One of the bad things that the C language allows is setting variables and calling functions directly in an if statement. This should be avoided due to how the statement can exit early stopping some of the logic from happening.

That said, this can also be abused to write more compact code. Not that you should do this because it’s better to have maintainable, rather than clever code.

While how if statements evaluate segments to most programmers. It’s isn’t necessarily obvious to novice ones. An OR (||) compound will exit evaluation early if the first part of the evaluation is true.

The if Statement

if statements are evaluated left to right and stop as soon as all conditions are met. Meaning, any code after the conditions are met will not be run. This is a very bad pattern.

Example 1: Function Return

Let’s start with two simple functions to demonstrate.

static bool func_f(void)
    return false;

static bool func_t(void)
    return true;

First let’s evaluate with func_f first.

if (func_f() || func_t())

We’ll end up with the output:


However, if we flip the order.

if (func_t() || func_f())

We end up with only func_t running:


In this case, due to all conditions being stratified once func_t ran, func_f is never called. You could use pattern instead of putting func_f in the body of the if statement.

if (!func_t())

Example 2: Setting values

Now let’s look at setting a variable within the if statement.

size_t a = 0;
size_t b = 2;

Take this where we call a function that returns true but then evaluates a variable that is being assigned a value.

if (func_t() || (a = 3))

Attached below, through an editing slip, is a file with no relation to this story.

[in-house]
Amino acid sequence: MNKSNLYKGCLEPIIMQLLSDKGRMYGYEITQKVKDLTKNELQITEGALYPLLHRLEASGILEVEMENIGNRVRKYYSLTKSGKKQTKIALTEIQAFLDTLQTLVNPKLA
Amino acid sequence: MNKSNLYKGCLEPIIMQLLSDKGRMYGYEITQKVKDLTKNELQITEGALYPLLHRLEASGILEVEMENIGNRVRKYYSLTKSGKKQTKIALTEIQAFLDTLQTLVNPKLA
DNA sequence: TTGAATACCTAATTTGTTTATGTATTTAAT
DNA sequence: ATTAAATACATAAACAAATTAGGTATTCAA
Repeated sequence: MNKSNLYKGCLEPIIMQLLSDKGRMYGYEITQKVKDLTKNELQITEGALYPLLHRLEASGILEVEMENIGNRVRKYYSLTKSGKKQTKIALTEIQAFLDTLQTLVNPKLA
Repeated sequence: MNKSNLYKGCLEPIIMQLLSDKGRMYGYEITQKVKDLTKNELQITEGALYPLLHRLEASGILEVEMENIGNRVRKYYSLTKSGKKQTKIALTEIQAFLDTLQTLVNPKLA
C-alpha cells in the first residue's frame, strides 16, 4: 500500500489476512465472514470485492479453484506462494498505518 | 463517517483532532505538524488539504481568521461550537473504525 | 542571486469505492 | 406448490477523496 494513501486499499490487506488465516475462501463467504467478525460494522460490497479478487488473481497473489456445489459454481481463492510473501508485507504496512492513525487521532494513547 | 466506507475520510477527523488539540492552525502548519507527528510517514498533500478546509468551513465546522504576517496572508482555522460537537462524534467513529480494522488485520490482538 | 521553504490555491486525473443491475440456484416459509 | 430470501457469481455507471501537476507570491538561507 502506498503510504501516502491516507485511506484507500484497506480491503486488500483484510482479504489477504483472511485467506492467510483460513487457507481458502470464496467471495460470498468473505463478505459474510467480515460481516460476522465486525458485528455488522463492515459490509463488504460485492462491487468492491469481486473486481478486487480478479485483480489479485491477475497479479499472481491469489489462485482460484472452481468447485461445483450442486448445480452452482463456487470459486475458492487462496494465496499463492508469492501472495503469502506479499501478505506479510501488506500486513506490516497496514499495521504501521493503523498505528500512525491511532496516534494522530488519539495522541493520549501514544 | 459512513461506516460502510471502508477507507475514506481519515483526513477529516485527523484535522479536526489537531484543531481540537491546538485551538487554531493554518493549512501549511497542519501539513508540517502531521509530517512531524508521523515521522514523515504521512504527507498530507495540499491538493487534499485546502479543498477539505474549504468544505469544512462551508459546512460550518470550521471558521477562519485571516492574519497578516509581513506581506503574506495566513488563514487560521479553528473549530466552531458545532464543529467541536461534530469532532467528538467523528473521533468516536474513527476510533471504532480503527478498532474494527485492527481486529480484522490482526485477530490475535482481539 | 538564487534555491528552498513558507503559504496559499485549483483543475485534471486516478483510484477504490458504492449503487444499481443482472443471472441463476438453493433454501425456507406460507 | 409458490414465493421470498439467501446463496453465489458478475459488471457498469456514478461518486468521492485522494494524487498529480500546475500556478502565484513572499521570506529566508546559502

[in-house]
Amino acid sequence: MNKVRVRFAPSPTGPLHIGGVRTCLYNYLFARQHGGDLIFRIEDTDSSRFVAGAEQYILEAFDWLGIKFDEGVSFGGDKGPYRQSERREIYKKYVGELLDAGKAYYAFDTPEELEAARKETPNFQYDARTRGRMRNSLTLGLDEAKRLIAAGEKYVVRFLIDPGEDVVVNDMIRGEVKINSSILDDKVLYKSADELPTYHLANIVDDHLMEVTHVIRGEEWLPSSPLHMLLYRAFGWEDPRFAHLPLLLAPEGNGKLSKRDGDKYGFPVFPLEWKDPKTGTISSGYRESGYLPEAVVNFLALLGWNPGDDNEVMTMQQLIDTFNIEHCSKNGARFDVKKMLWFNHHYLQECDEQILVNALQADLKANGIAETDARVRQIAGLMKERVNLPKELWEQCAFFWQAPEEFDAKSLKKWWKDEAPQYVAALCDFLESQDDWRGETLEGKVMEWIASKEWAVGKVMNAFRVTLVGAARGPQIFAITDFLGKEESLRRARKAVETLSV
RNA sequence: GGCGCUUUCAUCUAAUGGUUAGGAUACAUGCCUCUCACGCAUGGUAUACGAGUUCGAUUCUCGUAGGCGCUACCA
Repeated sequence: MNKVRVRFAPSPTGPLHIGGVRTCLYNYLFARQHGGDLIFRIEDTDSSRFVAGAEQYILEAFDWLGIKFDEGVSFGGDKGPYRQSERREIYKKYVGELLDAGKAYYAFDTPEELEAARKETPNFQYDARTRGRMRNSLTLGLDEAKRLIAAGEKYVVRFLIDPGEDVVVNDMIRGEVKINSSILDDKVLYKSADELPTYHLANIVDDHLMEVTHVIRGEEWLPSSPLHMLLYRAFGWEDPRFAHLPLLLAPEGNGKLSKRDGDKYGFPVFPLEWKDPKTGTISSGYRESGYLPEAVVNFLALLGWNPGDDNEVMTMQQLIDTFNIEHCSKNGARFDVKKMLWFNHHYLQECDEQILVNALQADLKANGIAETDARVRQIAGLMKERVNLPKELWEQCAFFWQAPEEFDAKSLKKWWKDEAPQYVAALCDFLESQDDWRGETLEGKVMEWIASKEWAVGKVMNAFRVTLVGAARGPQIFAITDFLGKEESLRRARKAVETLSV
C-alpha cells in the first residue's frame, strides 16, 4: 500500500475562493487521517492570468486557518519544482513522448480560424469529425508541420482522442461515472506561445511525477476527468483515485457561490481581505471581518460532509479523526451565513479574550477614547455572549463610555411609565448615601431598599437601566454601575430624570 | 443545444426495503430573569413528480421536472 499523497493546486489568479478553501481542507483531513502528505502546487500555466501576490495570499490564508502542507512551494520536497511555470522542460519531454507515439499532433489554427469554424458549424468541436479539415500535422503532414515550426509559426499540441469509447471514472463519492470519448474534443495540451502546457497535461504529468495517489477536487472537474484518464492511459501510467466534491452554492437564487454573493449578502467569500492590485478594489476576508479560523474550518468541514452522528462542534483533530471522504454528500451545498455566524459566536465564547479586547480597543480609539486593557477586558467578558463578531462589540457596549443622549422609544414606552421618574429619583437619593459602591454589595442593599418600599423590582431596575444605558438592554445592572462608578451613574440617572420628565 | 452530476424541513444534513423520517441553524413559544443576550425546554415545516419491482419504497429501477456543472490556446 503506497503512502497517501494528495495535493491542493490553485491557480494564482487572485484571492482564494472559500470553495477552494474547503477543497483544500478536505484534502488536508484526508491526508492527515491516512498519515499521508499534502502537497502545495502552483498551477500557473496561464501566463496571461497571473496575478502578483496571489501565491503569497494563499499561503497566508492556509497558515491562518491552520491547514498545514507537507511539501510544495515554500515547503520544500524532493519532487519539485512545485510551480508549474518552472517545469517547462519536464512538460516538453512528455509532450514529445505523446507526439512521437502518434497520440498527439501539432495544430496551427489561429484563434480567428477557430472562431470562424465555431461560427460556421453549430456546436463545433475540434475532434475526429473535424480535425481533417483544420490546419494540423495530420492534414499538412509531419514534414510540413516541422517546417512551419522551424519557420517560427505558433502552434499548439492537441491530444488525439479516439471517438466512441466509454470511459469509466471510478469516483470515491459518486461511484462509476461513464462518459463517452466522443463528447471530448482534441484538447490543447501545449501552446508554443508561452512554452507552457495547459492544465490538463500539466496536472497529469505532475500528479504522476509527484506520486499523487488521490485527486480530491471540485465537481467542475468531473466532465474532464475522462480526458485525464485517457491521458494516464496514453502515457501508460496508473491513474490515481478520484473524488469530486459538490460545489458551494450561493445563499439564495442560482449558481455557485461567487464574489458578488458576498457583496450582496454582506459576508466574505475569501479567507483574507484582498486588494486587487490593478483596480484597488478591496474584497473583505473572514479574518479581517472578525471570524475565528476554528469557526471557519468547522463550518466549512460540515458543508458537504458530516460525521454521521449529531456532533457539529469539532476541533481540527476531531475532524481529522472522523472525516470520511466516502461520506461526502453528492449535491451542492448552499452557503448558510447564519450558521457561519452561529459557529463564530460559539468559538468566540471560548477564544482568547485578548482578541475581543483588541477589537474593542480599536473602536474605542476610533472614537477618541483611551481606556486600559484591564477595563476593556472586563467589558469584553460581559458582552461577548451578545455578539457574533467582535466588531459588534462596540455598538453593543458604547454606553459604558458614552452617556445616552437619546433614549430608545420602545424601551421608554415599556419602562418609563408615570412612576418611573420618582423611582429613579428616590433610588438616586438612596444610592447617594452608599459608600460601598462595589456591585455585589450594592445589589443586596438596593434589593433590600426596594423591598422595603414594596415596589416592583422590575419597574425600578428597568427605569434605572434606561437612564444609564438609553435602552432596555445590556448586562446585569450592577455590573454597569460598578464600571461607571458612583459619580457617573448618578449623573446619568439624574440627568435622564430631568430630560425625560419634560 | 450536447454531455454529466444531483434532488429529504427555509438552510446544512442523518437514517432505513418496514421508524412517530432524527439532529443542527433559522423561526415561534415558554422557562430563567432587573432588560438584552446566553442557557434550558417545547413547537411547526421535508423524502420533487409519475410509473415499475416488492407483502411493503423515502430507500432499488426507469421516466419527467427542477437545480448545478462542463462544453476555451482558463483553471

printf("a = %zu\n", a);

In this case we end up with:

a = 0

Once again, since the if statement ends once func_t returns true, a is never set to 3.

The same early exit happens with this as well:

if ((a = 4) || (b = 7))
printf("a = %zu, b = %zu\n", a, b);

Where we get:

a = 4, b = 2

Example 3: Setting values passed to functions

When calling a function and setting with an assignment as a parameter, the assignment happens before the function is called. However, the if statement early exit still takes place and it takes place before the assignment of the second part that is, itself, a parameter to a function.

First we need another function.

static bool func_v(size_t v)
    printf("v = %zu\n", v);
    return true;

This time we’ll use an AND (&&) compound to show the variables are set before the function call

if (func_v(a = 9) && func_v(b = 8))
printf("a = %zu, b = %zu\n", a, b);

And we get this output:

v = 9
v = 8
a = 9, b = 8

Now let’s use an OR.

if (func_v(a = 15) || func_v(b = 15))
printf("a = %zu, b = %zu\n", a, b);

Once again, only the first part of the evaluation takes place. And since the second part does not, not only is func_v not called a second time, b’s value is not changed.

v = 15
a = 15, b = 8


This should all seem obvious to an experienced programmer but can cause major issues when a novice (or even veteran) tries to be clever. Don’t follow this pattern with C. A pattern similar to this is often used in Lua but this is a case where patterns don’t always translate from one language to another.